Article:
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Rebecca Alston's View on Women That Have Impacted Art Progression

This group of women was groundbreaking within the Arts community. Though there is still a long way to go in gender equality these women have paved, and are still paving the pathway towards acceptance for women in the arts, especially in the gallery world.

"They did what it takes to survive. They didn't care what society thought. These women didn't sit back and get screwed by society," says Alston.

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Guerilla Girls

“Reinventing the “f” word”

“In our contemporary history, the Guerilla girls did it right. They took to the streets of New York with all of the statistics of how few women were shown in galleries and shoved it in people's faces to the point where it could no longer be ignored. Their tenacity is so inspiring. The fact that they have kept going throughout the years is great. Now more than ever, we need to support women in the arts," Alston says.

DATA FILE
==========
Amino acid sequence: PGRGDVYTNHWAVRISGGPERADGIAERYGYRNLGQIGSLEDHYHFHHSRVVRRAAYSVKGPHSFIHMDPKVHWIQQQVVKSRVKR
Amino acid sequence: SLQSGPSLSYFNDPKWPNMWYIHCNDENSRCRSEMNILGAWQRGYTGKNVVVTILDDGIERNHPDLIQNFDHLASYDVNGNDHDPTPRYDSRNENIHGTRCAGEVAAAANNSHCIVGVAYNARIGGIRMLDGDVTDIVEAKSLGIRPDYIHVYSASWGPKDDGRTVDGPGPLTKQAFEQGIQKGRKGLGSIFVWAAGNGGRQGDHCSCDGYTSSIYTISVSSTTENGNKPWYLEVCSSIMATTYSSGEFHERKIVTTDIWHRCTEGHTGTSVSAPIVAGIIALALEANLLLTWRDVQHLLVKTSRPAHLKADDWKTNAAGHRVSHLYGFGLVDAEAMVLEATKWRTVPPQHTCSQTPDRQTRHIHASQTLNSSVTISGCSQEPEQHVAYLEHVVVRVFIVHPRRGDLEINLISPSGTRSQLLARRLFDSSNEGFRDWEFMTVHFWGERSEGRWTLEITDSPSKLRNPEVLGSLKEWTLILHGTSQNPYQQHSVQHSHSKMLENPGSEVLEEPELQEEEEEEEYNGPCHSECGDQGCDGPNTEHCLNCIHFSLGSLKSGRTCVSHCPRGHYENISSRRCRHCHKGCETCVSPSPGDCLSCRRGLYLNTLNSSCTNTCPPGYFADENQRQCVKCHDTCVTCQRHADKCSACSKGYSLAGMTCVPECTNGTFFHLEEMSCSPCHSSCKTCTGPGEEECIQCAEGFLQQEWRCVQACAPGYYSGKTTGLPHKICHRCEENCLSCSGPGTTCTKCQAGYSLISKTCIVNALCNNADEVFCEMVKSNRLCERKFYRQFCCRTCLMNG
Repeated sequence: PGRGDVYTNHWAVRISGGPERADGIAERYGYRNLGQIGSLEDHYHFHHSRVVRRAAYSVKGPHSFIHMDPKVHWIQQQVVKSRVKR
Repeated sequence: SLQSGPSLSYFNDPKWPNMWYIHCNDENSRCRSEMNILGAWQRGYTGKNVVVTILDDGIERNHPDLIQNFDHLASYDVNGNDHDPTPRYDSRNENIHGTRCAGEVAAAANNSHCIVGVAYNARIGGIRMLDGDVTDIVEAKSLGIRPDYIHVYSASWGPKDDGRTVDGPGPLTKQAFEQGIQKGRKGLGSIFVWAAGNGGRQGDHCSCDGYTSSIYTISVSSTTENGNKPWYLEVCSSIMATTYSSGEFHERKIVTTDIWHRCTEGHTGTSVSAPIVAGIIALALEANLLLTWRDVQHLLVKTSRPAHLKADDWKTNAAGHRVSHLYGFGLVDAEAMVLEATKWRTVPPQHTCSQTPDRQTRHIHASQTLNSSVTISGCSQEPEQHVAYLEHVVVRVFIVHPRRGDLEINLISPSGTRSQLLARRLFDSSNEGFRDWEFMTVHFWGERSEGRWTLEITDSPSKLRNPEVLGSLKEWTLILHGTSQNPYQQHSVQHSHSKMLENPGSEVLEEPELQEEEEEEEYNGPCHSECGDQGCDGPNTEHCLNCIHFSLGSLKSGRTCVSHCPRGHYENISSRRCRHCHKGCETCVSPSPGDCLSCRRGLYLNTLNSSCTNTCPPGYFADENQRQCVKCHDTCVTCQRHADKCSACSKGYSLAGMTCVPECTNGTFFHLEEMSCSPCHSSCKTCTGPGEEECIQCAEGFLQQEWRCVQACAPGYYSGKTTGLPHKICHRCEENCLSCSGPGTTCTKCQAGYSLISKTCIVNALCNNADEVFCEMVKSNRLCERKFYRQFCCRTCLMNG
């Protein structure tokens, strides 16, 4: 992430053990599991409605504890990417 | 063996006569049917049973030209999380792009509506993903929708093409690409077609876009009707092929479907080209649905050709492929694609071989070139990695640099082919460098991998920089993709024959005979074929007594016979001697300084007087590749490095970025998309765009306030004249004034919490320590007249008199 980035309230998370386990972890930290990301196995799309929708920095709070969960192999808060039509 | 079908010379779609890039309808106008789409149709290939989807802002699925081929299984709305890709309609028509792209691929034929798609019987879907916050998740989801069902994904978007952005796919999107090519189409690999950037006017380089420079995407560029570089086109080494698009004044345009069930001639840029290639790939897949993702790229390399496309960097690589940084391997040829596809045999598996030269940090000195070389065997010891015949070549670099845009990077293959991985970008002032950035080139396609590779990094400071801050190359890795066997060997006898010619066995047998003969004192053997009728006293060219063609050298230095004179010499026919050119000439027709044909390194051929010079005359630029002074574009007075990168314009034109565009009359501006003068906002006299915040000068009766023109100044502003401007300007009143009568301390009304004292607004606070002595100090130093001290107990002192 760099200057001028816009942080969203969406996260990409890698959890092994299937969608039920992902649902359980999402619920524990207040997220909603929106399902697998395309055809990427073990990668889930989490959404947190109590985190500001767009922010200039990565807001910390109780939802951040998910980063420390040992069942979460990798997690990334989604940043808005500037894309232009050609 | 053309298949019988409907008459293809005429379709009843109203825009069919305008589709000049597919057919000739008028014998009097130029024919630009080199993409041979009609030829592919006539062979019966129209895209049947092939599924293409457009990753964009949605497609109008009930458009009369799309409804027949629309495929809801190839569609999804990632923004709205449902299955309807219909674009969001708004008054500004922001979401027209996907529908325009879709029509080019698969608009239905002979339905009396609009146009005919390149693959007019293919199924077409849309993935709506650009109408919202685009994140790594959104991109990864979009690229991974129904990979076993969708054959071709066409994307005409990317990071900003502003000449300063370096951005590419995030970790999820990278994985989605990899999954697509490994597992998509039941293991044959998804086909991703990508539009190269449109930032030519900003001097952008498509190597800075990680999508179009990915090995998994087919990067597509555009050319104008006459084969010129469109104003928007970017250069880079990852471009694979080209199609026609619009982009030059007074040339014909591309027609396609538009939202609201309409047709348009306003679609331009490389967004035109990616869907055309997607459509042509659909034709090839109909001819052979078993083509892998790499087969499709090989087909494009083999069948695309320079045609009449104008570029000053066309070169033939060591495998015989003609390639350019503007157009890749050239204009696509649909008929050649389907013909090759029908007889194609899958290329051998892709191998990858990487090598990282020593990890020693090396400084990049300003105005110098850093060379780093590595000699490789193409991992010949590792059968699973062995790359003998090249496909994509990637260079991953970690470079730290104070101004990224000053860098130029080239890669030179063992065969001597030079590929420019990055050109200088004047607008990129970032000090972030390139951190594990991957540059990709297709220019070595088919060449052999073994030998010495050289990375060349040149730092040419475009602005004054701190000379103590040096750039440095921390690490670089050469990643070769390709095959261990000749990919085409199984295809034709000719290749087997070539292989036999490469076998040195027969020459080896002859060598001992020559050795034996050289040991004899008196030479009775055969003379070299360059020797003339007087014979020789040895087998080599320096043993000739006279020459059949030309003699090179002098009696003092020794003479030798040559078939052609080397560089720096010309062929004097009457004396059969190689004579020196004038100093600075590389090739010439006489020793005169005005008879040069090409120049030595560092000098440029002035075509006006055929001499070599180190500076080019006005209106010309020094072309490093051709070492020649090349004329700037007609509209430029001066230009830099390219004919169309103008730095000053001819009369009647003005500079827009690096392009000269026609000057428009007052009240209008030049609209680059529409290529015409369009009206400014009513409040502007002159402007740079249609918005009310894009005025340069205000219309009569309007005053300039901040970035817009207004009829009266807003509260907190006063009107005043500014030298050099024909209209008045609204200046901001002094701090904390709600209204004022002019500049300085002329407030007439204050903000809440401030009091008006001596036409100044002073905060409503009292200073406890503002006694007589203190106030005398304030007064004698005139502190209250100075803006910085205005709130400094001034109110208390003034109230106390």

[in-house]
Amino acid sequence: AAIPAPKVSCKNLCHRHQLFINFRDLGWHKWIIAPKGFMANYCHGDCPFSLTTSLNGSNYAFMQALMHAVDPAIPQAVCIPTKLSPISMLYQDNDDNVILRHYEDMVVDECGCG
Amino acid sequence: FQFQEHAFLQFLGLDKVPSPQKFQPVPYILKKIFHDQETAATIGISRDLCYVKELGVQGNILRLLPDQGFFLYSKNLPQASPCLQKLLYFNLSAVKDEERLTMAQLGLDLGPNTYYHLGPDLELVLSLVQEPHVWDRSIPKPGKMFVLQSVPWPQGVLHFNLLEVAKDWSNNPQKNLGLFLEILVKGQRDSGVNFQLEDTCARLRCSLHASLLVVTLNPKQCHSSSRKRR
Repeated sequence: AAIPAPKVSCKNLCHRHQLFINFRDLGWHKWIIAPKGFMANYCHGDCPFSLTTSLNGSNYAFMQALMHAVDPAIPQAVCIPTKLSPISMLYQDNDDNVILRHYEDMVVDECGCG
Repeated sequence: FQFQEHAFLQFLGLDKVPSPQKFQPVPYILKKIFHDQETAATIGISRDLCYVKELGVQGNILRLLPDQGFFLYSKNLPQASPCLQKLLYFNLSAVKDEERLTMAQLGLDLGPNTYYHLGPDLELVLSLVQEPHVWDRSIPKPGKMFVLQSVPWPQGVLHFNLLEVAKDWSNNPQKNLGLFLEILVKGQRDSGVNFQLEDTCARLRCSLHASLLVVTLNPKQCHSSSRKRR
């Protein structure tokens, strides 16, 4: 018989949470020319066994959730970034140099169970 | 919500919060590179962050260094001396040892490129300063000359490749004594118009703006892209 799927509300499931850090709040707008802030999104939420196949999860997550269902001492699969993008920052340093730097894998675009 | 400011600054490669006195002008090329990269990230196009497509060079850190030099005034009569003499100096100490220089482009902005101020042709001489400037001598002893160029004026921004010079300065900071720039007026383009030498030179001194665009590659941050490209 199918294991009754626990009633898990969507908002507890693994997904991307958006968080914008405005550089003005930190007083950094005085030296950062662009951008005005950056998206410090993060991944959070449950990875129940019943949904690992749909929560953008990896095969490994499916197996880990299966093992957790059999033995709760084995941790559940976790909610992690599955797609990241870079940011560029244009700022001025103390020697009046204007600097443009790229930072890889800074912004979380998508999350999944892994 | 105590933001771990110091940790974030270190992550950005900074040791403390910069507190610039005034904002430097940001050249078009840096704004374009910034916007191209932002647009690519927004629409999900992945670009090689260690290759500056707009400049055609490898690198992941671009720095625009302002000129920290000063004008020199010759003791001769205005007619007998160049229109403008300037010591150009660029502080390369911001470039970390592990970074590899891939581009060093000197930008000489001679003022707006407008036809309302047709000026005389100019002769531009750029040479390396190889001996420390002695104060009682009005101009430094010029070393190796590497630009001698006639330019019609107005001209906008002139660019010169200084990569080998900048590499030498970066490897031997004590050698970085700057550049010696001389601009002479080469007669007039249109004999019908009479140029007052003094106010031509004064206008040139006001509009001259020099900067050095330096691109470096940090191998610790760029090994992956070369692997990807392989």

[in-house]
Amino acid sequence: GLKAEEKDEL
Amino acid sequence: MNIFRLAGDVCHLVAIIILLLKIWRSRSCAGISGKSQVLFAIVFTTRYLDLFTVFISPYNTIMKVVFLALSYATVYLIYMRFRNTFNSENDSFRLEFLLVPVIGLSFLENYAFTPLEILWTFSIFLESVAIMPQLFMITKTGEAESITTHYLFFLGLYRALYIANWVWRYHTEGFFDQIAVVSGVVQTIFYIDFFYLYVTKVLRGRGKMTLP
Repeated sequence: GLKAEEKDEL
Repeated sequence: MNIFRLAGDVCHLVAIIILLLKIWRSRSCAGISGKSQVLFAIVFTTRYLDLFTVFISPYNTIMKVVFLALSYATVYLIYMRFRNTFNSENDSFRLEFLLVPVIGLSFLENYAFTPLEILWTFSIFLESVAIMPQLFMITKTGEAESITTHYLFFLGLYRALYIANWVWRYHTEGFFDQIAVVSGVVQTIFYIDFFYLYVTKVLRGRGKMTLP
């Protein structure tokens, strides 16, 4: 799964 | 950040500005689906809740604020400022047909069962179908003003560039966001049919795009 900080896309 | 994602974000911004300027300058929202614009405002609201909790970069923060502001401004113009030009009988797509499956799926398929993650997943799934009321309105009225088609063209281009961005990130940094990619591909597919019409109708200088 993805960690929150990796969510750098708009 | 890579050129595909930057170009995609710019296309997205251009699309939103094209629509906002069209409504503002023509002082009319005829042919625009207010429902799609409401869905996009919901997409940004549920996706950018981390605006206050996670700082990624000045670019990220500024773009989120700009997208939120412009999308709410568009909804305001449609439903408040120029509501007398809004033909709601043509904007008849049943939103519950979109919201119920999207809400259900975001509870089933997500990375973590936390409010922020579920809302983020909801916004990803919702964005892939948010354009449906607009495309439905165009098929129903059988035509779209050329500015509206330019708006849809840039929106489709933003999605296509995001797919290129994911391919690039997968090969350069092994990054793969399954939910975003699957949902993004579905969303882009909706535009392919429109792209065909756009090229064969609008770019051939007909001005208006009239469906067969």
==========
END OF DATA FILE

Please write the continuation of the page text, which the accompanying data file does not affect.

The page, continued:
Nancy Graves

“Nancy Graves played a large role in the progression of women in art. She was the first woman in 1969, to receive a solo retrospective at the Whitney Museum, where she displayed her famous Camels, sculptures. It’s not just about speaking up for yourself and being intelligent but it’s also just about being good at what you do and Nancy Graves was great at what she did," says Alston.

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Judy Chicago

The Dinner Party exhibited in 16 venues, 6 countries on 3 continents to a viewing audience of over one million people.


“Judy Chicago really took a stance that was impressive with her dinner table installation that included a dinner table set with plates that looked like vagina’s, but society was upset. She did what she intended, which was to make a statement. It is woman’s art. I was also very inspired that she just dropped the Mrs. title and started using Ms. That simple change gave so much power to women, including myself, at that time and is still so powerful today," Alston shares.


Mary Cassatt

“Mary Cassatt, to me, was a pioneer in finding equality for women in the art world. It was the 1800’s and she had to use a man’s name to even get noticed in the art world. She was coy enough and clever enough to outsmart the system," says Alston.

Though there are numerous women fighting for recognition in their art these are just a few of them that stand out in Alston’s mind.

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